When Cheryl Tan asked a few of us to post family recipes to celebrate the release of her new book, “A Tiger in the Kitchen,” I wasn’t sure which one I’d choose, but I figured that since I was staying — and cooking — with mom in Texas, we’d come up with something fun.
This is an old favorite, and it seemed fitting, since Tan’s book is a memoir about tracing her family roots and culture through the dishes of her childhood in Singapore.
Cheryl and I bonded over our love of bacon a couple of years ago – she actually made a lattice-style bacon layer in a BLT — and have been meeting virtually (and globally) for lunch about every month since then. Together, we’ve noshed, our online friendship has grown, and I feel like I’ve been on the sidelines cheering (Cheryl, did you hear me?) as she moved through the transcontinental process of putting her book together.
Congrats again, Cheryl – *clink* — I’m thrilled to bits about your new title — author!
When the big iceapalooza hit North Texas recently, Mom and I decided that our one-day of vacation (little did we know it would be the first of many) would be a cooking day, and I requested that she make her famous spaghetti sauce, the same one from my childhood.
It always went like this: I’d come home from school, and Mom’s meaty, tomatoey sauce would be simmering in the big red enamel pot; my job was to set the table and lay out the red-and-white cloth napkins and get out the wax-covered Chianti bottle kept underneath the sink. When it was dinnertime, she’d light the candle, just as she and Daddy had done for years and years, and after dinner, we’d put it away until we had spaghetti again.
Spaghetti nights were always the most special of all.
After hundreds of batches of spaghetti, chili, and other big pot-things, Mom’s red pot was donated to Goodwill, and she replaced it, as you can see, with the prettiest blue Le Creuset.
When the temperature dropped to 16 degrees recently, we stayed in and chopped mushrooms and onions, and together, made her spaghetti sauce.
A slightly updated version. Instead of button mushrooms, Mom now uses Baby Bellas; she also adds red and orange bell pepper along with the green because it makes the sauce more colorful; and fire-roasted diced tomatoes instead of plain. And the Parmesan’s now the real thing instead of the stuff in the green can, which was all that they had at the Piggly Wiggly back in the day.
After the sauce had a chance to simmer for a couple of hours, we sat down together at the kitchen table, and unfolded the same red-and-white napkins in our lap, just as we’d always done. Before I took my first bite, though, Mom pushed back her chair and stood up.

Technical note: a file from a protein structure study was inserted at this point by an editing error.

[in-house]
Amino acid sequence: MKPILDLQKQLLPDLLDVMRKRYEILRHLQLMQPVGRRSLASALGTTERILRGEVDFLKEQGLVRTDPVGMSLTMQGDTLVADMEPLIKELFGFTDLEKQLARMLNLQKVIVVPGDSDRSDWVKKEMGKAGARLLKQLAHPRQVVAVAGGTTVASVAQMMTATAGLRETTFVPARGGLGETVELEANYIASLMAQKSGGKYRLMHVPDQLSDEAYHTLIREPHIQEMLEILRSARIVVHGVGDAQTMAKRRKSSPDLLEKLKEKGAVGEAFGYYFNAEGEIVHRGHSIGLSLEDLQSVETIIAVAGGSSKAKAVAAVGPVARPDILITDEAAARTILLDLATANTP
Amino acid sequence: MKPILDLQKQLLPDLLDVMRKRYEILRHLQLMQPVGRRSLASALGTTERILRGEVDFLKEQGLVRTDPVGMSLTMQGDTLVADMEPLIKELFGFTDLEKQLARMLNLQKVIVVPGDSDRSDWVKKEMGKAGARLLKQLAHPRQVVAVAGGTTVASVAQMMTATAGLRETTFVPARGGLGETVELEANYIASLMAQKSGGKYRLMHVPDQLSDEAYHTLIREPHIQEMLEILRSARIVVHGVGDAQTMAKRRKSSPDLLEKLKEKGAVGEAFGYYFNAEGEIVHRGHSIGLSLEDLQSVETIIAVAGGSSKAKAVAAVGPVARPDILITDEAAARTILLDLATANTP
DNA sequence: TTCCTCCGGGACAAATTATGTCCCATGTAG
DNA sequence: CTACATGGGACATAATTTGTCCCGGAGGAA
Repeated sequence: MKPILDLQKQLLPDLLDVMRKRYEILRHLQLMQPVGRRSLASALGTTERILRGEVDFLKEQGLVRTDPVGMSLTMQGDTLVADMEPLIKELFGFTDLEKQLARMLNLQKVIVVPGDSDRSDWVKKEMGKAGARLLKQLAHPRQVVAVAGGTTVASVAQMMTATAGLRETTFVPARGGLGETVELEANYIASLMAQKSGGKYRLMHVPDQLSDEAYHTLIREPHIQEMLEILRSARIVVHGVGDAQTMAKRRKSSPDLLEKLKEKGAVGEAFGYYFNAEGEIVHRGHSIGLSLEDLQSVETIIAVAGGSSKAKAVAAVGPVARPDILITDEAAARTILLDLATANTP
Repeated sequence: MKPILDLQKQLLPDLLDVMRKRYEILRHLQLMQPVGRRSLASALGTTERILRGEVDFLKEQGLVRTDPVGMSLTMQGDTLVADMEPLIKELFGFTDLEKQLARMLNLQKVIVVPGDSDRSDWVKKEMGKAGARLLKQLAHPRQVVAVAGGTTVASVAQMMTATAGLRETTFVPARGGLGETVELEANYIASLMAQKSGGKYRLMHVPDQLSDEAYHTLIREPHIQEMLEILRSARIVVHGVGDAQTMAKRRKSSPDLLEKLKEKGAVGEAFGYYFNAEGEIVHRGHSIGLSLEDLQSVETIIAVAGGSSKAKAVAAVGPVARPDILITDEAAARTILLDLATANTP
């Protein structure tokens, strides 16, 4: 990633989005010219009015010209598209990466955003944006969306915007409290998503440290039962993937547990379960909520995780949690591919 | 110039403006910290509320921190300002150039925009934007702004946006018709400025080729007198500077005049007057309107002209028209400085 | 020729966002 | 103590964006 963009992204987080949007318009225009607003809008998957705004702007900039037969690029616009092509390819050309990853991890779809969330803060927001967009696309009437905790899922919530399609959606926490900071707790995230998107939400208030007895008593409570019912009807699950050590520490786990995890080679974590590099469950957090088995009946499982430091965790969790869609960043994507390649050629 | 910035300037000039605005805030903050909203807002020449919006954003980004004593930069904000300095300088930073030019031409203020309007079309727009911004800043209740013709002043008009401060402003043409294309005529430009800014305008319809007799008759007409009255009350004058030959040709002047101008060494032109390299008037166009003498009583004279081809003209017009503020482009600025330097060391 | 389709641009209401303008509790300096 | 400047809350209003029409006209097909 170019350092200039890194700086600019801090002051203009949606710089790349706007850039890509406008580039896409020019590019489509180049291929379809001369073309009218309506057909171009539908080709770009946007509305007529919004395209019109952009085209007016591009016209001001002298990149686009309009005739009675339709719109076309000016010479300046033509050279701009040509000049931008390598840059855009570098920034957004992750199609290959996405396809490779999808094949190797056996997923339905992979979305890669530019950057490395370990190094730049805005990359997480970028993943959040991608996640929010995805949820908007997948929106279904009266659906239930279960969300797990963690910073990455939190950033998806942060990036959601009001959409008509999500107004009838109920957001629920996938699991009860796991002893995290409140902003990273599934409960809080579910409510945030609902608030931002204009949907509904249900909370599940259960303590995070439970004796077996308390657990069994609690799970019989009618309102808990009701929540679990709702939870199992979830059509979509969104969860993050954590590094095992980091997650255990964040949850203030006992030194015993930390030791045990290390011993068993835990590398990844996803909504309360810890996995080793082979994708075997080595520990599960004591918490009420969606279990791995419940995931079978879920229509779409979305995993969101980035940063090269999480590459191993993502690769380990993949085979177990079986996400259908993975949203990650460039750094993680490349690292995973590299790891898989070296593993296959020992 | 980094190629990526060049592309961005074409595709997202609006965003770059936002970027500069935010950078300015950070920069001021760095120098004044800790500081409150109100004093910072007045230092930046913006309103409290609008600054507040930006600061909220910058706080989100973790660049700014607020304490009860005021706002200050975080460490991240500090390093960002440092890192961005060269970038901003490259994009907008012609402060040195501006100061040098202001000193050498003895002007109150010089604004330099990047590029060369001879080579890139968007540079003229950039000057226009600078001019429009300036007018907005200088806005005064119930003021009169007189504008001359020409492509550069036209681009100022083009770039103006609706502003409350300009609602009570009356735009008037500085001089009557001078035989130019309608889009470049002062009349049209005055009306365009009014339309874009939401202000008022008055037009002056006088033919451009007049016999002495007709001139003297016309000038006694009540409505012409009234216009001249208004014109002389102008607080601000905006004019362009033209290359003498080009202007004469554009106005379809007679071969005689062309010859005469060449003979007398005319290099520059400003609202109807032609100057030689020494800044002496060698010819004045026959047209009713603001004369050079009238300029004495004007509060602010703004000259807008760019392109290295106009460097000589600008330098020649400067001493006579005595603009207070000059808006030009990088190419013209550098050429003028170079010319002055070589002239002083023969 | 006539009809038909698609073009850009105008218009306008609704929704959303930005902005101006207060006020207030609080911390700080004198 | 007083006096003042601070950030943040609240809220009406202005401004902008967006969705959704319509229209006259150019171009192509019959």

“Wait a minute,” she said.
She opened a drawer, grabbed some matches, and lit a pair of fat red candles that were already on the table.
“Now,” she said, smiling.
It may have just been the two of us, and we might be iced in, but it was spaghetti night, after all.
Mom’s Spaghetti Sauce
1 pound ground sirloin (91%)
1 pound ground chuck (85%)
1 large onion, diced
4 cloves garlic, minced
1 medium carrot, grated finely
10 oz. Baby Bella mushrooms, sliced
⅓ red bell pepper, diced
⅓ green bell pepper, diced
⅓ yellow bell pepper, diced
4 14.5 oz. cans of diced tomatoes (fire-roasted are best)
2 6 oz. cans tomato paste
1 8 oz. can tomato sauce
1 14.5 oz. can tomato sauce
½ teaspoon oregano (powder)
1 tablespoon Italian seasoning
1 teaspoon dried basil
freshly cracked black pepper
1 13.25 oz. box package spaghetti
grated Parmesan, for serving (optional)
- In a large stockpot, put the ground sirloin and ground chuck and turn the heat on medium. Cook until meat is evenly browned, then add the onion, garlic and carrots and cook until the onions begin to soften, about 5 minutes. Now, add the sliced mushrooms, bell peppers, and cans of diced tomatoes, tomato paste, tomato sauce and spices. Cover and reduce heat to a simmer and let cook for an hour. Taste for seasonings.
- Put a large pot of salted water on to boil. Cook spaghetti according to directions on package, drain, and serve with spaghetti sauce, and grated Parmesan.